What Happened to the Russian Orphan Returned to Russia by His American Mother?

Remember the heart-crushing story of the Russian boy who was adopted by a woman in Tennessee, only to be put on an airplane bound for Russia, with a note that said the boy was a violent psychopath and she didn’t want him anymore?

I do, and I also remember thinking I had never heard of such a heartless act. Recently, I followed up on this story to see what happened to the little boy in this heart-wrenching story.

You may recall that Torry Hansen from Shelbyville adopted Arytom Savelyev, who she renamed Justin Hansen, from a Russian orphanage. In April of 2010 her mother, Nancy Hansen, delivered 7 year-old Arytom to the airport for a flight back to Moscow. The Hansens’ conduct spurred international anger, but no criminal charges were ever pursued.

A month later Washington adoption agency, the World Association for Children and Parents, filed a civil lawsuit against the Hansens for child support and sought to be appointed as temporary guardians of the young boy. They became involved out of frustration that no one was investigating the abandonment and endangerment of Arytom.

Local officials said there was no crime committed in their jurisdiction and therefore, no criminal charges. A Russian Court later pronounced an order that Ms. Hansen pay $2500.00 a month in child support.

The civil lawsuit brought by the adoption agency came to light when Judge Lee Russell in Tennessee ruled in November 2011 that the media could have access to the trial proceedings after the Hansons’ attorney tried to obtain an order barring the media and requesting a sealing order.

The trial is scheduled for May 2010. Meanwhile, Arytom was without a stable home until recently. He is now living with his new foster mother, teacher Vera Yegorova and her 16 other foster children under the auspices of SOS Children’s Villages. The Villages are in 133 countries and began in Austria in 1949.

His mother reports he is now doing well in school and has adapted to his new home and siblings. Ms. Yegorova learned of Arytom’s plight through the media noting that her foster son has never mentioned the traumatic events to her or acknowledged that he speaks English.

After this incident Russian barred American adoptions and has only just recently opened the door again for Americans to adopt Russian orphans.

Lawdiva aka Georgialee Lang


7 thoughts on “What Happened to the Russian Orphan Returned to Russia by His American Mother?

  1. So what caused the kid to have behavioral problems in the first place? Was it a mental/ emotional issue? Autism? ADHD? What sort of support did the woman receive?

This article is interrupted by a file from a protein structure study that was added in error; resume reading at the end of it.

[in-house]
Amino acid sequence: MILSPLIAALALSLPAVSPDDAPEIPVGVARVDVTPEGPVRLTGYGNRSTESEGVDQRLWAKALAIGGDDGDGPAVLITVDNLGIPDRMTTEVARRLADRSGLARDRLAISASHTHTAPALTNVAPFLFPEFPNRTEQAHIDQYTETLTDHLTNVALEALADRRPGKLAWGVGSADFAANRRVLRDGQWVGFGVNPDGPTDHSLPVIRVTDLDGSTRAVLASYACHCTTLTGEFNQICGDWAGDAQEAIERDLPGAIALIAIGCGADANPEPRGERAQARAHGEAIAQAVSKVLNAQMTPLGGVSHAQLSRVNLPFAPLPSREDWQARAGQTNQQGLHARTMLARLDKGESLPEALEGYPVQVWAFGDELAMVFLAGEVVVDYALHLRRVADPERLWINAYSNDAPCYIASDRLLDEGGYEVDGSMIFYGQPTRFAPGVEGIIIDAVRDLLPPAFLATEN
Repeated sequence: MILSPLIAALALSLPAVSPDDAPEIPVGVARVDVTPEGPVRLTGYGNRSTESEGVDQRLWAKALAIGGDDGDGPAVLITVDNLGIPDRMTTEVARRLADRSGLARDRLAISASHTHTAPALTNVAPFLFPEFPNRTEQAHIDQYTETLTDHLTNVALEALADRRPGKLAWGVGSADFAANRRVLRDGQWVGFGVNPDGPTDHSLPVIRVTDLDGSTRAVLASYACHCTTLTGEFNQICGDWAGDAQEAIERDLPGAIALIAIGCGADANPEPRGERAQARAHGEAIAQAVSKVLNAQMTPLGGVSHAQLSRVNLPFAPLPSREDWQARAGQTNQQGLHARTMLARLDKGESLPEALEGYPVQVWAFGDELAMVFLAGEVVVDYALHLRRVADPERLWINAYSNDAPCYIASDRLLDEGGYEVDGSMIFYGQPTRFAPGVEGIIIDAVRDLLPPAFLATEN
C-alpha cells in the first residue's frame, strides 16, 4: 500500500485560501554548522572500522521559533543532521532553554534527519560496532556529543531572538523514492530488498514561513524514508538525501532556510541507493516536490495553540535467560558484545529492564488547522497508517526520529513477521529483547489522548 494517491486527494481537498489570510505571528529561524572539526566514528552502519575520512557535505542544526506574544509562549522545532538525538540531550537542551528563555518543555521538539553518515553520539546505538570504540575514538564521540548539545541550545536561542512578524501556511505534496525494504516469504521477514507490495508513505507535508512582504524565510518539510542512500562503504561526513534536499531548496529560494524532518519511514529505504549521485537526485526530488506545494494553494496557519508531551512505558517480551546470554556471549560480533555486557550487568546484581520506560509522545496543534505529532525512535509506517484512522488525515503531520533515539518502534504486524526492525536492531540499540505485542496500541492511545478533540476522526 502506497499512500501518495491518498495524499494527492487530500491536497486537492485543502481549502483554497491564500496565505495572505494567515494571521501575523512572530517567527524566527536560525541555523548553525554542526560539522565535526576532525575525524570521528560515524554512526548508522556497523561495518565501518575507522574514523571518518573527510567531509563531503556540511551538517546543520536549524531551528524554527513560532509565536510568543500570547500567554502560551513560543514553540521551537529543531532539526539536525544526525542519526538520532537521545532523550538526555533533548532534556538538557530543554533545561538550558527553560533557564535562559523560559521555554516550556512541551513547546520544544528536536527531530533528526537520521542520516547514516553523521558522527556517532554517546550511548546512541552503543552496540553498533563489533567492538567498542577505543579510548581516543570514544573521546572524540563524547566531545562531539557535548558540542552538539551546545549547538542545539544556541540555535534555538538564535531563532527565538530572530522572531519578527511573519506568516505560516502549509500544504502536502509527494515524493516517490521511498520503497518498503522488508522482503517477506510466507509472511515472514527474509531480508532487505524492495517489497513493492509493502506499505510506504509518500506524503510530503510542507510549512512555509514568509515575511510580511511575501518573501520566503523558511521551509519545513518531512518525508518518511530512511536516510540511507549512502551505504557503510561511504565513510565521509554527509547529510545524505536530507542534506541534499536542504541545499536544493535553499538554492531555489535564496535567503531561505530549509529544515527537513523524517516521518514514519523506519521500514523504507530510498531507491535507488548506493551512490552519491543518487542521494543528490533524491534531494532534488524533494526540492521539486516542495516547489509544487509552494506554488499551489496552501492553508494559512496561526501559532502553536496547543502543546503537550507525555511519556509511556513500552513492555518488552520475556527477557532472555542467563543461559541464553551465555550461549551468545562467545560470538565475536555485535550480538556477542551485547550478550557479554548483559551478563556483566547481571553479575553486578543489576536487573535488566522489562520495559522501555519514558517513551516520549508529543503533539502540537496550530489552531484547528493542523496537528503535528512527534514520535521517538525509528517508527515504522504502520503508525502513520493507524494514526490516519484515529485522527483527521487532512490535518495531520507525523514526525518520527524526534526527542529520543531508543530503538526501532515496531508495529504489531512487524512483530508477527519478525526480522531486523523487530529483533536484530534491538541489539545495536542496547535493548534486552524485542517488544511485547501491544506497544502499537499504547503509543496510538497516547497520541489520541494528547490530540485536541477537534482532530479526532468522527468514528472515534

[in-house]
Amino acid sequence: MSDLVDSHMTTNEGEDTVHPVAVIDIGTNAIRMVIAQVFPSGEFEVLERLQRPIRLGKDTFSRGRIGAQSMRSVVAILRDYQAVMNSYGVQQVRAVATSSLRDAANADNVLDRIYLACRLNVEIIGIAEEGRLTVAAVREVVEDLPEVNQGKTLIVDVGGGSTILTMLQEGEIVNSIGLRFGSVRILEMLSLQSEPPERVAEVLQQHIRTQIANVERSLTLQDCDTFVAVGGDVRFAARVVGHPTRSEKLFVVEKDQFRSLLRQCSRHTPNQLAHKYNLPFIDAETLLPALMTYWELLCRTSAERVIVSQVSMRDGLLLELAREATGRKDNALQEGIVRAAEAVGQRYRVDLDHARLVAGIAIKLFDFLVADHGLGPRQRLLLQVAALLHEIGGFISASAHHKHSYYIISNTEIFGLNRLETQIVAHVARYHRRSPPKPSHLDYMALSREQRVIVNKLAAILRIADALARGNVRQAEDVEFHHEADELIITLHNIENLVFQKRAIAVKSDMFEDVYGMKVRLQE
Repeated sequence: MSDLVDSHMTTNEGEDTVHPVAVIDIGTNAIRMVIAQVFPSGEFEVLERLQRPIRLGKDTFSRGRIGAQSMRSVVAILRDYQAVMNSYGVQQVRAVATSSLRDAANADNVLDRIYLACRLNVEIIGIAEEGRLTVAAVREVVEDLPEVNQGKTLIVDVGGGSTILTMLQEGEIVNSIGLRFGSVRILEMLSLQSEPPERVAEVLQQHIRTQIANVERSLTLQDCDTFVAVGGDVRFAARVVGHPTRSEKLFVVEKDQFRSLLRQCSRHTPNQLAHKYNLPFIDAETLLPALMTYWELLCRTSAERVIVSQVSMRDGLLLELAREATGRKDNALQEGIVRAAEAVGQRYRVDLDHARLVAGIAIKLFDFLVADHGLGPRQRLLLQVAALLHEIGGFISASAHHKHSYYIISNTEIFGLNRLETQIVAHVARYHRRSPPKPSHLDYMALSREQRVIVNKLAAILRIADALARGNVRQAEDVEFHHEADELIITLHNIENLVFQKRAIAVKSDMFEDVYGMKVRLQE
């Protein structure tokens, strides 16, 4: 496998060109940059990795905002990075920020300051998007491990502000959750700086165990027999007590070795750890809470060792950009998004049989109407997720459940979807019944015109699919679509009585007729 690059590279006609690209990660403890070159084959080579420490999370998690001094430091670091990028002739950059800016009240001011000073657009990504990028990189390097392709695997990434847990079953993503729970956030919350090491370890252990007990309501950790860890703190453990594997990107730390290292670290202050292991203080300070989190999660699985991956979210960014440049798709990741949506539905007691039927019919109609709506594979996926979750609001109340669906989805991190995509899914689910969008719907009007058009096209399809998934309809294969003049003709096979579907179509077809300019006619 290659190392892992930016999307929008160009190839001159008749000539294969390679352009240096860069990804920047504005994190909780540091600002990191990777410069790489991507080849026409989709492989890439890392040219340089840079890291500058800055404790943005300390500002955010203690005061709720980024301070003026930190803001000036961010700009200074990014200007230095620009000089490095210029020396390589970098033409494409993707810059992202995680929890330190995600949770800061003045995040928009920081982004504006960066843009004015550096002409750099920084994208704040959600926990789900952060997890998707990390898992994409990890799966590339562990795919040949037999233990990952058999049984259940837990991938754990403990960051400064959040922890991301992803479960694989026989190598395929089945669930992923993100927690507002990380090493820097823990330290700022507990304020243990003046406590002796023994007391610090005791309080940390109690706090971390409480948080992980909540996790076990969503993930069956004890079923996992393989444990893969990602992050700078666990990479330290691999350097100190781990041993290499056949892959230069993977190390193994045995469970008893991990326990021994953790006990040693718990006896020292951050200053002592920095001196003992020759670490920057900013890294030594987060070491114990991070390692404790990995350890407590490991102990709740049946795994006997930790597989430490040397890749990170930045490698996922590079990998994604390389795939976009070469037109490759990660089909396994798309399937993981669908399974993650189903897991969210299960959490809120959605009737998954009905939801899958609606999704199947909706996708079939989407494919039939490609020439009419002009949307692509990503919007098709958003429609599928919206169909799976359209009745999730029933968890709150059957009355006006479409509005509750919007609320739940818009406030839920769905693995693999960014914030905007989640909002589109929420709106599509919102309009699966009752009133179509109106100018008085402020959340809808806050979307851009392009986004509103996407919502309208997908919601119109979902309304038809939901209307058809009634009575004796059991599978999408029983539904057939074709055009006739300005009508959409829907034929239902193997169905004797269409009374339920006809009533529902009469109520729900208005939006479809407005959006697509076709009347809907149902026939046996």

1. East European orphanages are notoriously bad. Of course I’m not implying the young boy himself was bad but children in orphanages are neglected and very often abused; by the way, there’s no way these funds ($2500.00) would have gone towards the boy.

  2. I admit I haven’t read anything about this matter outside this blog entry, but have the child’s “behavioral problems” ever even been confirmed? I would certainly not trust the claims of the “parents” given their actions. Unmanageable behavior or no, you don’t stick a kid on an international flight with no arrangements made for his well-being.

    I do think there is probably more to the story, but I genuinely cannot conceive of a situation which would make it okay for anybody to do what these people have done. There is just no way that this was the only option available.

  3. Mary The child’s new foster mother has not mentioned any behavioral problems, in fact, to the contrary. I will blog again on this once the trial commences. Thanks for your interest.

  4. We adopted our son from Russia when he was 9 months old. He is now 9, he is now…a delight. He has an incredible mind, charisma, empathy, looks and is finally a good friend to others, but has required the strenght of 10 men to get him to where he is now. And he’s still quirky, but now quirky is cool ;). Behavior problems, wow, he was very agressive, fight or flight, unpredictable, life was and still is, a bit – lived on pins and needles, but he has come soo far, still never had a playdate away from home…no matter how much I researched, brought in assistance, and worked with him, his reputation was set. He is turning into the fine young man I hoped for, and I suspect will have the last laugh. He finally has a group of friends.

    My son deserved to have a chance at a better life, and I thank god I have had the determination and resources to be there 24/7. Parenting always is challenging and rewarding, but sometime one must work harder then others to pull out the rewards -a given, of course . There are time I want a plane ticket – for me, but never to send off one of my kids:). Just saying, he has been way harder then my others to parent, but I sneak into his room at night and watch him sleep – and my heart melts.

  5. Life is too short to spend it dealing with this kind of child. Better that your life be free, go any where you want, spend your money as you want.But if you really want the trouble of a kid, go to china, you’ll have less trouble. Whyyyyyy would you want a kid, at the end, you will be alone in a nursing home and your kid will neverrrr visit you!

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